Fashion designers are increasingly embracing 3D printing technology to create garments and accessories that can’t be produced using existing manufacturing methods. We’ve already seen Dita Von Teese wear a fully 3D printed dress and a design concept for a home clothes printer that could change the way we buy designer goods.
To showcase what is currently possible an exhibition entitled “Layer by Layer” at London’s Fashion Space Gallery has just opened that features 3D printed creations from a host of designers.
The exhibition will also feature demonstrations using a Makerbot Replicator 2 printer which will be run twice a day, and will be used to create new work by jeweller Silvia Weidenbach.
Fashion Space Gallery has worked with Shapeways, a leading 3D printing marketplace, to produce a materials library which will be used to illustrate the number of materials and finishes that are possible for fashion designers to use in their designs.
Pq Eyewear – Ron Arad
Ron Arad has been using 3D printers since 1999 to produce lifestyle products and launched Pq Eyewear in 2012 as a way of using new materials and processes into the eyewear industry. These 3D printed glasses are made in one piece using a selective laser sintering (SLS) process from a nylon powder.
The arms have a slatted hinge that enables them to bend when not in use and also comfortably fits the head when worn. This is stronger than using fragile metal hinges that can easily break.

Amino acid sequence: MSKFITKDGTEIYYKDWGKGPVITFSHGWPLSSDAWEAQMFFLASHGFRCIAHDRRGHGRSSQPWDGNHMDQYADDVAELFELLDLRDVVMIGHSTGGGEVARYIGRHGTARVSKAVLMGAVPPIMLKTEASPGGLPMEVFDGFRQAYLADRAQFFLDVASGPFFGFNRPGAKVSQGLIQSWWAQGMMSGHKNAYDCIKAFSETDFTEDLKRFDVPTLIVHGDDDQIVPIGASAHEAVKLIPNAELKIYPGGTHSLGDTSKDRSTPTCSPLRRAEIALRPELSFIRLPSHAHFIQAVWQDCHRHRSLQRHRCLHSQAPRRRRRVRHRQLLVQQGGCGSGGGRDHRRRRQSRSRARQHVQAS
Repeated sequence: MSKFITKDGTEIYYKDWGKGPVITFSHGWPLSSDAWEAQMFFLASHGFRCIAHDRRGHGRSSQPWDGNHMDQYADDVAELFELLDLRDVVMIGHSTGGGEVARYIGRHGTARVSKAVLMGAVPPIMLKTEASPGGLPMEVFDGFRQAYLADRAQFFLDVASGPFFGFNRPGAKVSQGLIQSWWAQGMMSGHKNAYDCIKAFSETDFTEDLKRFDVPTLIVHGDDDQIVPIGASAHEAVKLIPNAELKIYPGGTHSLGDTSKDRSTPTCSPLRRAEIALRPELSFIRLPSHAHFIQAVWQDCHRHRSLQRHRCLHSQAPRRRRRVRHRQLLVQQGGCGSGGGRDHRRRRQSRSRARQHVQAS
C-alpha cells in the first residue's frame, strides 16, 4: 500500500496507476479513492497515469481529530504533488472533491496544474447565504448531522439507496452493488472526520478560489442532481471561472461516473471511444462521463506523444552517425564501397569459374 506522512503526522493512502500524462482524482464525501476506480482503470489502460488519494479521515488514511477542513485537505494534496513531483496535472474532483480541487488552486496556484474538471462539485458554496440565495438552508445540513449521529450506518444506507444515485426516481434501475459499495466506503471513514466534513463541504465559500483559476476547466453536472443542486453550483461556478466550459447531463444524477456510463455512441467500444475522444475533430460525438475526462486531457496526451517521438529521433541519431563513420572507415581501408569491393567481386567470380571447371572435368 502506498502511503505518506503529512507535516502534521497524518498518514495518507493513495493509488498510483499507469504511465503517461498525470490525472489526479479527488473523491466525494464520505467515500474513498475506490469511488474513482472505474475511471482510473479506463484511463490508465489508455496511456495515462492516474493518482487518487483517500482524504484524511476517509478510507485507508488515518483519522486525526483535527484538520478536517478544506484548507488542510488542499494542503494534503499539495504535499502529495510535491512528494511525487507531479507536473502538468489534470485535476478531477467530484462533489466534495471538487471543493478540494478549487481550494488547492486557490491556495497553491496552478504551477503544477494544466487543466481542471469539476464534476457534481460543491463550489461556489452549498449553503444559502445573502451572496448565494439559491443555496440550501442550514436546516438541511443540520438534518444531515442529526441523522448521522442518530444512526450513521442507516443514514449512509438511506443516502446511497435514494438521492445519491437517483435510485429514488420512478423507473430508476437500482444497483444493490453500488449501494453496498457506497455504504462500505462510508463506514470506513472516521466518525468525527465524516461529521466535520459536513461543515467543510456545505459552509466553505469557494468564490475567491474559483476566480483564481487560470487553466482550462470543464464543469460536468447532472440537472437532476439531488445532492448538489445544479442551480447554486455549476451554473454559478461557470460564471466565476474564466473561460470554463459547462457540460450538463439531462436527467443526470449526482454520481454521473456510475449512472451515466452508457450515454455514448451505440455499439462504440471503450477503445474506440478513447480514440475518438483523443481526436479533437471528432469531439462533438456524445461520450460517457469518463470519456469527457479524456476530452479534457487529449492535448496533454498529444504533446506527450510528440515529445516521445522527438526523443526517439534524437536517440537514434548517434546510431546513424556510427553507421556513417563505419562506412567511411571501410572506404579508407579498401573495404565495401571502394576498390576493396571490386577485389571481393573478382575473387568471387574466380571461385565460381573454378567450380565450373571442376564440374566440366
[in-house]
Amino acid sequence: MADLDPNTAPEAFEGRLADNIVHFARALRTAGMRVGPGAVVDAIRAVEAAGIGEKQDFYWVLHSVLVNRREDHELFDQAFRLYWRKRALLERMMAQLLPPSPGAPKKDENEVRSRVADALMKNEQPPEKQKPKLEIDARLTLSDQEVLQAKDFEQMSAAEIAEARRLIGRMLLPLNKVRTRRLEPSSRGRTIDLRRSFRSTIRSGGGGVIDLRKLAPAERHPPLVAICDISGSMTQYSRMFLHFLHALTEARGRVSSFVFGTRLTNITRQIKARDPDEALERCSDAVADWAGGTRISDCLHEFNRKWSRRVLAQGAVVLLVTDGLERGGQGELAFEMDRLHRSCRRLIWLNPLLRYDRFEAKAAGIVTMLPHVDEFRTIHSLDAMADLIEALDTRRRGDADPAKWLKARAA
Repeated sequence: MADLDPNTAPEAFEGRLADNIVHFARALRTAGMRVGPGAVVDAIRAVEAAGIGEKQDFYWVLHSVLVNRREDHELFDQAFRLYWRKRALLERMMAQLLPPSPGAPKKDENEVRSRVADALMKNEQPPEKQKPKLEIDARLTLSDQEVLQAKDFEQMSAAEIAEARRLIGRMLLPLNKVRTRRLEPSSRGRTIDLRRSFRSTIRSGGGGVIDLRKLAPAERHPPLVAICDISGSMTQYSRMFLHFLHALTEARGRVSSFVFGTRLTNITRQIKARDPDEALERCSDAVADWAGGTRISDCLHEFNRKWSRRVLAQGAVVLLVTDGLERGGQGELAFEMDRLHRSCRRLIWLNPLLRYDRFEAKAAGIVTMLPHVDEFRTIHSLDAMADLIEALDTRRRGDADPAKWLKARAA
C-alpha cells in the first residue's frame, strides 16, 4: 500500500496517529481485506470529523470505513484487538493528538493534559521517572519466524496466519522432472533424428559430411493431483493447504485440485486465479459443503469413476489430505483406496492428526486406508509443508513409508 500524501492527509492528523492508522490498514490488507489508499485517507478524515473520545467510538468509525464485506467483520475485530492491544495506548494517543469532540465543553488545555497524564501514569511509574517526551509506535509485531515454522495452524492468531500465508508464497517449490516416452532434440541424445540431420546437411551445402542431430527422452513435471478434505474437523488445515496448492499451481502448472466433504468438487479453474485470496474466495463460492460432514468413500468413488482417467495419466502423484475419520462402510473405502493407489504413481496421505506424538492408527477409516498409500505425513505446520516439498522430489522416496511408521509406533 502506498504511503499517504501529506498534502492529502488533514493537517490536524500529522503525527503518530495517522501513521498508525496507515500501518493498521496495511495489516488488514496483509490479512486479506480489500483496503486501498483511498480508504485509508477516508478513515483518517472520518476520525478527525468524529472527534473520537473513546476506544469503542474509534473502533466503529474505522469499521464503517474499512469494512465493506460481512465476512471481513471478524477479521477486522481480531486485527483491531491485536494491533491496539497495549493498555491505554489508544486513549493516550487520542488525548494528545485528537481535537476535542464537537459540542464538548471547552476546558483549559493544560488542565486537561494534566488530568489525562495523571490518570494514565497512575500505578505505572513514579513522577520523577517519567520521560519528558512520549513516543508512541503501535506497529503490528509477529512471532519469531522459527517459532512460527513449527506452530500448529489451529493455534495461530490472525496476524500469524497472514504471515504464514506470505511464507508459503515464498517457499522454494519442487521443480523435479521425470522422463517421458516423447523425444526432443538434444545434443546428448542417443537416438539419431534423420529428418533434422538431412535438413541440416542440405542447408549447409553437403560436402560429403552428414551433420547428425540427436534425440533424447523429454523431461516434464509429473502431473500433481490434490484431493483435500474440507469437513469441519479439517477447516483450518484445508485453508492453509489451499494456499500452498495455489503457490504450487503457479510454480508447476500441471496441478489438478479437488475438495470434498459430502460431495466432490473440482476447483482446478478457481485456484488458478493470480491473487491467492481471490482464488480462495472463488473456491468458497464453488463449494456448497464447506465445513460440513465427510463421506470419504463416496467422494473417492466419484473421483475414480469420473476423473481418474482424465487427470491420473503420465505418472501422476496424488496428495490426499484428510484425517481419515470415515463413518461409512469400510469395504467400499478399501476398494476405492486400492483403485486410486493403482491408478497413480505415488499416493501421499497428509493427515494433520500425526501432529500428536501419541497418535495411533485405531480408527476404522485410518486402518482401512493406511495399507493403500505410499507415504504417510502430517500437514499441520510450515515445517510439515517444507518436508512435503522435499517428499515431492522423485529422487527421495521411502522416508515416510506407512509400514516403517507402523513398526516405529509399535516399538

The Melonia Shoe – Naim Josephi & Souzan Yusouf
You might think that the Melonia shoe would hot hold the weight of the person wearing them but this shoe has already been worn on the catwalk by fashion models in 2010. Designed by fashion designer Naim Josefi, and industrial designer Souzan Yusouf, the shoe is printed by i.materialise.
The designers envision that customers will enter a store, have their foot scanned and their shoes be printed as they wait in a recyclable material.
Marla-Marchant 3D Printed Shoe
The 3D printed metal suspension frame structure allows Marla Marchant to construct intricate hand-woven designs which incrementally progress from a stylized court shoe toward an entirely abstracted form.
E_Style Shoes – Hoon Chung
One of the advantages of 3D printers is that they can print one object in multiple materials. This is demonstrated by Hoon Chung in the E_Style shoes where the upper is made with a soft, flexible material and the heel, sole and shank are printed in a hard plastic that provides excellent support and wear properties.
Producing the shoe in one piece also reduces waste material and avoids the use of toxic glues. It’s also less likely to fall apart.